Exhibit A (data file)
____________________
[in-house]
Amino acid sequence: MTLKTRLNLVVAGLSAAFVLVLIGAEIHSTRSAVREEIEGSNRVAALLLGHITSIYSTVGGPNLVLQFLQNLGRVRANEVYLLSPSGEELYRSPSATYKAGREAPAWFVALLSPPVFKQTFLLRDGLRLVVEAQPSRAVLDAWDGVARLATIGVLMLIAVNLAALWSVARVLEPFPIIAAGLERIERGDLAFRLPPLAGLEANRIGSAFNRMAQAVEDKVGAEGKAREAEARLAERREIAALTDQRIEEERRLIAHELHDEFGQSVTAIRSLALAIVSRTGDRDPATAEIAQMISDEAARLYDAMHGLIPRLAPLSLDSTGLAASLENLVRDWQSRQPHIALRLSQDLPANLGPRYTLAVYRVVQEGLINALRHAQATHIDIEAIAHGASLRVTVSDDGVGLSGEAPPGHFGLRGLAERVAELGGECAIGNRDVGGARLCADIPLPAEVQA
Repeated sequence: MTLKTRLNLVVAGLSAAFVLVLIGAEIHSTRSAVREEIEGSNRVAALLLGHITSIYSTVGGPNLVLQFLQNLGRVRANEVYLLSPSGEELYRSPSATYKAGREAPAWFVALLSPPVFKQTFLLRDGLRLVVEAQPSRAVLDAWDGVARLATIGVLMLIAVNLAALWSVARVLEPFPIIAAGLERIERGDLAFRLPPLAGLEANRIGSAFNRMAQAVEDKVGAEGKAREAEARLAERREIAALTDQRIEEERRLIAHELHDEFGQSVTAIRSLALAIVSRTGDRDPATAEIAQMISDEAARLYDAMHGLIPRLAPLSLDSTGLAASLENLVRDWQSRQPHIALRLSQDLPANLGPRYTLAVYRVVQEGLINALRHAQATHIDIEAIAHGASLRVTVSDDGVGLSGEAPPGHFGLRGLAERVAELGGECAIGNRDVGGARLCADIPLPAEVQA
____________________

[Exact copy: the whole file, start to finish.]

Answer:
[in-house]
Amino acid sequence: MTLKTRLNLVVAGLSAAFVLVLIGAEIHSTRSAVREEIEGSNRVAALLLGHITSIYSTVGGPNLVLQFLQNLGRVRANEVYLLSPSGEELYRSPSATYKAGREAPAWFVALLSPPVFKQTFLLRDGLRLVVEAQPSRAVLDAWDGVARLATIGVLMLIAVNLAALWSVARVLEPFPIIAAGLERIERGDLAFRLPPLAGLEANRIGSAFNRMAQAVEDKVGAEGKAREAEARLAERREIAALTDQRIEEERRLIAHELHDEFGQSVTAIRSLALAIVSRTGDRDPATAEIAQMISDEAARLYDAMHGLIPRLAPLSLDSTGLAASLENLVRDWQSRQPHIALRLSQDLPANLGPRYTLAVYRVVQEGLINALRHAQATHIDIEAIAHGASLRVTVSDDGVGLSGEAPPGHFGLRGLAERVAELGGECAIGNRDVGGARLCADIPLPAEVQA
Repeated sequence: MTLKTRLNLVVAGLSAAFVLVLIGAEIHSTRSAVREEIEGSNRVAALLLGHITSIYSTVGGPNLVLQFLQNLGRVRANEVYLLSPSGEELYRSPSATYKAGREAPAWFVALLSPPVFKQTFLLRDGLRLVVEAQPSRAVLDAWDGVARLATIGVLMLIAVNLAALWSVARVLEPFPIIAAGLERIERGDLAFRLPPLAGLEANRIGSAFNRMAQAVEDKVGAEGKAREAEARLAERREIAALTDQRIEEERRLIAHELHDEFGQSVTAIRSLALAIVSRTGDRDPATAEIAQMISDEAARLYDAMHGLIPRLAPLSLDSTGLAASLENLVRDWQSRQPHIALRLSQDLPANLGPRYTLAVYRVVQEGLINALRHAQATHIDIEAIAHGASLRVTVSDDGVGLSGEAPPGHFGLRGLAERVAELGGECAIGNRDVGGARLCADIPLPAEVQA